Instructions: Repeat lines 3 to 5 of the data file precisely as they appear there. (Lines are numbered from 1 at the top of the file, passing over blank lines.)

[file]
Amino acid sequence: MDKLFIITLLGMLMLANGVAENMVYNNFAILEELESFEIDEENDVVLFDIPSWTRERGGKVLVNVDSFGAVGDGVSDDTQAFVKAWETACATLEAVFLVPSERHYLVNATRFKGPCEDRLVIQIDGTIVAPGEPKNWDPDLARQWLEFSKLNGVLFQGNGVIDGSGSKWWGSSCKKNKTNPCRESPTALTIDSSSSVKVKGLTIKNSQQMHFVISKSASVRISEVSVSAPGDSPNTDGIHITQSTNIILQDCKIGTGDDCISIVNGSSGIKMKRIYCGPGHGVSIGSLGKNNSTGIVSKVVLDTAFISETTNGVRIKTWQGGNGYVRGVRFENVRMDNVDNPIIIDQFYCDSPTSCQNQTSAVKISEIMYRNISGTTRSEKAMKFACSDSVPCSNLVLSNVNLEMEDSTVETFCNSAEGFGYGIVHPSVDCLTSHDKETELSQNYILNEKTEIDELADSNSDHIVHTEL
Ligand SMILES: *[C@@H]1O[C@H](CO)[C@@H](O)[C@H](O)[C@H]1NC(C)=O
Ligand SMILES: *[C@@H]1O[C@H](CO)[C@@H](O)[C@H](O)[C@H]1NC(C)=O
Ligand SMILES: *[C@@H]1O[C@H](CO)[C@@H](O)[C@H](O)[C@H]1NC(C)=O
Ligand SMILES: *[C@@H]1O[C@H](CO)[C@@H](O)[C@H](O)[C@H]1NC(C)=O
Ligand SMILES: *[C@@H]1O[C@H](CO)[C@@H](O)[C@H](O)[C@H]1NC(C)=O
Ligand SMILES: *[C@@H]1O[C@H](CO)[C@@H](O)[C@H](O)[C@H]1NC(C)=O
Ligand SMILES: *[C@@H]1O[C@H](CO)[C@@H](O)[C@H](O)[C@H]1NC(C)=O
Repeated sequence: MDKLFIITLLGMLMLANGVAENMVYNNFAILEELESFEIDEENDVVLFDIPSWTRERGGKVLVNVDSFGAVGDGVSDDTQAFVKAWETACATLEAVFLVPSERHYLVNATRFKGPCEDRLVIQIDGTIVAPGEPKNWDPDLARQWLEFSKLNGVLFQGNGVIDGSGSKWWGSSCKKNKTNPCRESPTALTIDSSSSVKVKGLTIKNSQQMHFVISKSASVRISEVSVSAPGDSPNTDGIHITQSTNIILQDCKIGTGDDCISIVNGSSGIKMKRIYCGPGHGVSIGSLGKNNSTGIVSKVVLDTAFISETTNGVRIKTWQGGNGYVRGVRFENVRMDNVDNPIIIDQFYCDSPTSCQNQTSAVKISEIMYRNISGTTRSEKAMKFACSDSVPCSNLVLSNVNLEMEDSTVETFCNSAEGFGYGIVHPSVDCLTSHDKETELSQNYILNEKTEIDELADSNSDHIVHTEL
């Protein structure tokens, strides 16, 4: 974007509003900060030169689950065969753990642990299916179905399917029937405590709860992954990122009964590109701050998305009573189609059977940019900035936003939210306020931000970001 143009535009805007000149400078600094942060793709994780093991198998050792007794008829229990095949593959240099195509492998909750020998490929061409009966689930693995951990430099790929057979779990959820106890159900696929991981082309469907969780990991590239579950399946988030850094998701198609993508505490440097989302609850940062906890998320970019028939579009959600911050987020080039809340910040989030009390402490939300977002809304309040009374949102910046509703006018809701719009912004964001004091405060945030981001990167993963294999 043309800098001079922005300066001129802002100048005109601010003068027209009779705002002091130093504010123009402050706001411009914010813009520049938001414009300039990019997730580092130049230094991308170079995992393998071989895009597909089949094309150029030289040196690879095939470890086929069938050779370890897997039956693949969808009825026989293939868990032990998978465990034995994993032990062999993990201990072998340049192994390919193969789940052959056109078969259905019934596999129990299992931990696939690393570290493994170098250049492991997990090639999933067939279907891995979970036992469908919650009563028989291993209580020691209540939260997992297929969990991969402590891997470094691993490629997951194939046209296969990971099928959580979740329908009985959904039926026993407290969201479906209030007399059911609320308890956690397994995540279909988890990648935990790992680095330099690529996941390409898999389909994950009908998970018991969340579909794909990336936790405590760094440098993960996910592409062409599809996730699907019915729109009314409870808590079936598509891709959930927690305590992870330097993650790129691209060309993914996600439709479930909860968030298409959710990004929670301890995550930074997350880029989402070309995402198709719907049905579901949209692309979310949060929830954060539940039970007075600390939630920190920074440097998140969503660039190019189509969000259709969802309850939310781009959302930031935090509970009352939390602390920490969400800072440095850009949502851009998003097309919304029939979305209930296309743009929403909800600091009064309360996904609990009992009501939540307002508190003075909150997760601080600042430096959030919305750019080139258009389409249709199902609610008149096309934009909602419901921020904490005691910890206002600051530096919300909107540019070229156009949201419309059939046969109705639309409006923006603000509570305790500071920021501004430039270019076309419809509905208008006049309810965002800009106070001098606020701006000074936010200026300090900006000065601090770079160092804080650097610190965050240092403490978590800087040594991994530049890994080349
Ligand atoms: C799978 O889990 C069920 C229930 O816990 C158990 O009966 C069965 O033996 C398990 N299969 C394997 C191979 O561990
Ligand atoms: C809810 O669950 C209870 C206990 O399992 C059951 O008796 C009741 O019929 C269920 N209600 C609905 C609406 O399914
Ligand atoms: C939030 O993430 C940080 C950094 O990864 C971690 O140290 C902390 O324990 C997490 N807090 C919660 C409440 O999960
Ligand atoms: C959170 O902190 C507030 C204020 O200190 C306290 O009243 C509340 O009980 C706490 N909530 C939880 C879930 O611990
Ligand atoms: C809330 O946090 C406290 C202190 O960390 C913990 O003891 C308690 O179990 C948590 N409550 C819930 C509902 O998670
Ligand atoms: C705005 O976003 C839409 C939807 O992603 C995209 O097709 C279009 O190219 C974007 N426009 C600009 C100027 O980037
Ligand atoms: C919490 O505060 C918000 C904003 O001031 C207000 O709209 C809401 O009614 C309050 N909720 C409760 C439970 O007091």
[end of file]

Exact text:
Ligand SMILES: *[C@@H]1O[C@H](CO)[C@@H](O)[C@H](O)[C@H]1NC(C)=O
Ligand SMILES: *[C@@H]1O[C@H](CO)[C@@H](O)[C@H](O)[C@H]1NC(C)=O
Ligand SMILES: *[C@@H]1O[C@H](CO)[C@@H](O)[C@H](O)[C@H]1NC(C)=O